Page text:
The perception is that British Cycling has a production line of riders with success preordained, but Katie Archibald breaks the mould.
The Milngavie rider said: “The talent team and Olym- pic Development Programme means you grow up in a system where you do realise that the top guys are going through what you’re doing. It was never anything I was involved in. I was up in Scotland, not in Manchester.”
It is little more than two years since Archibald watched the London 2012 Olympics from her home in Milngavie, before later in the year venturing to the Manchester Velodrome for the British Junior Championships, where she won the individual pursuit.
She added: “Nobody knew who I was. Not a clue. I didn’t look like I had a clue. That was a turning point. Before then I didn’t have a clue if I was any good or not.”
She had begun riding on grass tracks at the Highland Games little more than a year earlier and her ascension to the British set-up quickly gathered pace. Twelve months later, Archibald won a bronze medal in the senior British Championships in the three-kilometres individual pursuit behind Olympic champions Laura Trott and Dani King.
She rode for Scottish Cycling-Braveheart.com at the 2013 Track World Cup in Manchester and, having turned down a place at Glasgow University to study French and Spanish, was hoping for a move to British Cycling’s headquarters in Manchester, well known as the medal factory.
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“It was still a fairly cool adventure back then,” the 20-year-old added. “I’d gone to the European Championships but I still wasn’t officially on the team. It’s something I wanted, but not something I assumed.”
Archibald has since proved her talent as a core member of the peerless endurance squad which will compete at the Olympic Velodrome this week in the Track World Cup. It is the first competition in Great Britain skinsuits have been worn at the venue since London 2012. She is in line to be at the next Olympics in Rio de Janeiro in a team already favourites to defend the gold medal won in emphatic fashion while Archibald watched on TV. Nothing is taken for granted, though, for Archibald, whose self-deprecating humour belies her ability.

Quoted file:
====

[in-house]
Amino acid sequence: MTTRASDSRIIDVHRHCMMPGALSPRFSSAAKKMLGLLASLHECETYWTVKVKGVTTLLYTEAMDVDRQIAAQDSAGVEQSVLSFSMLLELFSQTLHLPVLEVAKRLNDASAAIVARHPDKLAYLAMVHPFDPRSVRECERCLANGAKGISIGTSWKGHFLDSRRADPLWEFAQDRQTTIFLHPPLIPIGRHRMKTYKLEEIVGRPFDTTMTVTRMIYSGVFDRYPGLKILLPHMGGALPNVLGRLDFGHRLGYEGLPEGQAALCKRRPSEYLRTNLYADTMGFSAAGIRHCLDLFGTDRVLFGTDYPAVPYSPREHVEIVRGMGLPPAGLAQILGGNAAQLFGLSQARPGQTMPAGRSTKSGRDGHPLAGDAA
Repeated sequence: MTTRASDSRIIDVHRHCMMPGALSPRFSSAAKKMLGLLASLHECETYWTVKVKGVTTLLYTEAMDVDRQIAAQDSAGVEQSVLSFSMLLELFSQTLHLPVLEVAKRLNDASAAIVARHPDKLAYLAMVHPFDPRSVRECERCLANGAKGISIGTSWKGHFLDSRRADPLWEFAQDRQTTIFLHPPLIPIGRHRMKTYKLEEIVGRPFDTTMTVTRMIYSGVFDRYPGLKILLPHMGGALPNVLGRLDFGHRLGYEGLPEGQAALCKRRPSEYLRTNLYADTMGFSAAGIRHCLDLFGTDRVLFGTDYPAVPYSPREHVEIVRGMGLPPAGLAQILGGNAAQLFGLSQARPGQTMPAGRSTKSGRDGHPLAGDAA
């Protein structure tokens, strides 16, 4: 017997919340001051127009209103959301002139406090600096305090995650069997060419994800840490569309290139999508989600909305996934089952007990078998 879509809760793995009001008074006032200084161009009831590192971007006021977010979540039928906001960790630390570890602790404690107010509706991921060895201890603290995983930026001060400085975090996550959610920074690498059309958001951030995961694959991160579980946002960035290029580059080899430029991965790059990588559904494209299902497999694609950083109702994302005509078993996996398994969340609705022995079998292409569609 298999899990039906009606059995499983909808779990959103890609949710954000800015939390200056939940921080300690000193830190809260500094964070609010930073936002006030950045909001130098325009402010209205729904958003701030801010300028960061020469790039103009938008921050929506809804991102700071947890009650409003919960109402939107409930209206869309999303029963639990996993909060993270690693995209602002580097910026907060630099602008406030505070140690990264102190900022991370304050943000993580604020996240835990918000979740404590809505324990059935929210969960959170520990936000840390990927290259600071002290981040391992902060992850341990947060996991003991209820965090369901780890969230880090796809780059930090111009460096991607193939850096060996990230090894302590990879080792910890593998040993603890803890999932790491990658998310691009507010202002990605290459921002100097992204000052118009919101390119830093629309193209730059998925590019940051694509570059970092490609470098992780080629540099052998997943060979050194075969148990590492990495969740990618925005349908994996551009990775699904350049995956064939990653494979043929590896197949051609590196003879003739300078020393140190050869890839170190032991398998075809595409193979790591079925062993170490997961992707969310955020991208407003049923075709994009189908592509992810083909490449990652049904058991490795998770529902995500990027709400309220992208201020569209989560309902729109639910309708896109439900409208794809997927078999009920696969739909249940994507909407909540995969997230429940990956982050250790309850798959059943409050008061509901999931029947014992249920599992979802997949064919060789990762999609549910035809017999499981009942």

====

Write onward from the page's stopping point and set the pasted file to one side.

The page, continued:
She was a good swimmer, specialising in the 200metres breaststroke and 400m individual medley and winning district titles, but began cycling only after playing hockey. She thought cycling was “cool” and she could earn prize money by doing well at the Highland Games. “When I realised I had the strength for competition it all fell into place,” Archibald added.
Her stamina has impressed the British team coaches and is something she attributes to her genes.
She said: “My dad was a mile runner, my brother a 400m front crawl swimmer and now I’m doing pursuits and team pursuits. It’s that three-to-five-minute bracket that we’re looking at. It seems to be our family niche. There’s a whole lot of nurture, but there’s nature on our side as well.”
Soon Archibald was thrust into an arena of established names. She said: “I didn’t know these girls at all, or any of the GB team. That’s what makes it so bizarre when you get into the inner fold and you realise they’re normal people and it’s not just a face on the telly.
“It does make it a big shock when you turn up at training and these Olympic champions are around. I’d introduce myself and nobody would have to say their name back – you know who Jason Kenny is, Joanna Rowsell.”
Now Archibald is firmly established in the team pursuit squad, which now features four riders over 4km, having won the world title in Colombia earlier this year.
Britain will aim to continue their supremacy in the event this week, but there will be no resting on their laurels as internal competition is fierce. Archibald added: “There’s no thinking you’ve got a safe spot. It’s elite-level sport. It’s good that our biggest target is definitely team pursuit and you really need to be good as a team. It’s not like we’re all fighting for one spot. There’s a big squad to be part of. We’re all old enough, big enough and ugly enough to understand we have to work together.”
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